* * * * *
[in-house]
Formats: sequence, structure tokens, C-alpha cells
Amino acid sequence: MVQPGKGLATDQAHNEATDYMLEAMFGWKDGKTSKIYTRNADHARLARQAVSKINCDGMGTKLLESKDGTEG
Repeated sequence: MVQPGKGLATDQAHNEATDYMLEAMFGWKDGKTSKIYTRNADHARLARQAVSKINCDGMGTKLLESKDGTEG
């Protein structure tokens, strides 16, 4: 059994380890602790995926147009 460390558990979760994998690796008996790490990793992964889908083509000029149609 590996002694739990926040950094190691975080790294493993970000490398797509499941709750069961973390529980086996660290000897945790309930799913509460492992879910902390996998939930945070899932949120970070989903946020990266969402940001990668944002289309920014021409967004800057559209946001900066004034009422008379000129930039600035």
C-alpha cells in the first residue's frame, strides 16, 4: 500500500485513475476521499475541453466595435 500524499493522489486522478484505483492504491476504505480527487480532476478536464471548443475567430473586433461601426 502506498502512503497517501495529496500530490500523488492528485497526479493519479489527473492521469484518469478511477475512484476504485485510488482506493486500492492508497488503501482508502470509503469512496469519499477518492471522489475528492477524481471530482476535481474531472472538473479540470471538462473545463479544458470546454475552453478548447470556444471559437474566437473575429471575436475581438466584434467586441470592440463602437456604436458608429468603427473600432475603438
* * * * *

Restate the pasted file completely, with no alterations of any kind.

[in-house]
Formats: sequence, structure tokens, C-alpha cells
Amino acid sequence: MVQPGKGLATDQAHNEATDYMLEAMFGWKDGKTSKIYTRNADHARLARQAVSKINCDGMGTKLLESKDGTEG
Repeated sequence: MVQPGKGLATDQAHNEATDYMLEAMFGWKDGKTSKIYTRNADHARLARQAVSKINCDGMGTKLLESKDGTEG
């Protein structure tokens, strides 16, 4: 059994380890602790995926147009 460390558990979760994998690796008996790490990793992964889908083509000029149609 590996002694739990926040950094190691975080790294493993970000490398797509499941709750069961973390529980086996660290000897945790309930799913509460492992879910902390996998939930945070899932949120970070989903946020990266969402940001990668944002289309920014021409967004800057559209946001900066004034009422008379000129930039600035």
C-alpha cells in the first residue's frame, strides 16, 4: 500500500485513475476521499475541453466595435 500524499493522489486522478484505483492504491476504505480527487480532476478536464471548443475567430473586433461601426 502506498502512503497517501495529496500530490500523488492528485497526479493519479489527473492521469484518469478511477475512484476504485485510488482506493486500492492508497488503501482508502470509503469512496469519499477518492471522489475528492477524481471530482476535481474531472472538473479540470471538462473545463479544458470546454475552453478548447470556444471559437474566437473575429471575436475581438466584434467586441470592440463602437456604436458608429468603427473600432475603438